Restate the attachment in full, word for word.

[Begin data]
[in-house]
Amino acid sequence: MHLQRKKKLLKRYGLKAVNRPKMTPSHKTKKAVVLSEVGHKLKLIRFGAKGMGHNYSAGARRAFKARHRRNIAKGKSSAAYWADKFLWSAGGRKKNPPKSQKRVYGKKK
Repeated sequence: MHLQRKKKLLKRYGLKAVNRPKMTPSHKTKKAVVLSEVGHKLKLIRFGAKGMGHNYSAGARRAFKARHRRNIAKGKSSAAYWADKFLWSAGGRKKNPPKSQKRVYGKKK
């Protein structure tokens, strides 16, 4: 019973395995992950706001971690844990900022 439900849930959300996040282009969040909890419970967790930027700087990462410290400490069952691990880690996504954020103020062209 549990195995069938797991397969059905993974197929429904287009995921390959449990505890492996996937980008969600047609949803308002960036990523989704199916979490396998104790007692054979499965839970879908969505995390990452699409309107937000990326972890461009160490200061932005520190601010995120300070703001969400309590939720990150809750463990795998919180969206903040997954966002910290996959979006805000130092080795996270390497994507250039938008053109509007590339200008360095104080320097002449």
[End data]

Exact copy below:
[in-house]
Amino acid sequence: MHLQRKKKLLKRYGLKAVNRPKMTPSHKTKKAVVLSEVGHKLKLIRFGAKGMGHNYSAGARRAFKARHRRNIAKGKSSAAYWADKFLWSAGGRKKNPPKSQKRVYGKKK
Repeated sequence: MHLQRKKKLLKRYGLKAVNRPKMTPSHKTKKAVVLSEVGHKLKLIRFGAKGMGHNYSAGARRAFKARHRRNIAKGKSSAAYWADKFLWSAGGRKKNPPKSQKRVYGKKK
């Protein structure tokens, strides 16, 4: 019973395995992950706001971690844990900022 439900849930959300996040282009969040909890419970967790930027700087990462410290400490069952691990880690996504954020103020062209 549990195995069938797991397969059905993974197929429904287009995921390959449990505890492996996937980008969600047609949803308002960036990523989704199916979490396998104790007692054979499965839970879908969505995390990452699409309107937000990326972890461009160490200061932005520190601010995120300070703001969400309590939720990150809750463990795998919180969206903040997954966002910290996959979006805000130092080795996270390497994507250039938008053109509007590339200008360095104080320097002449």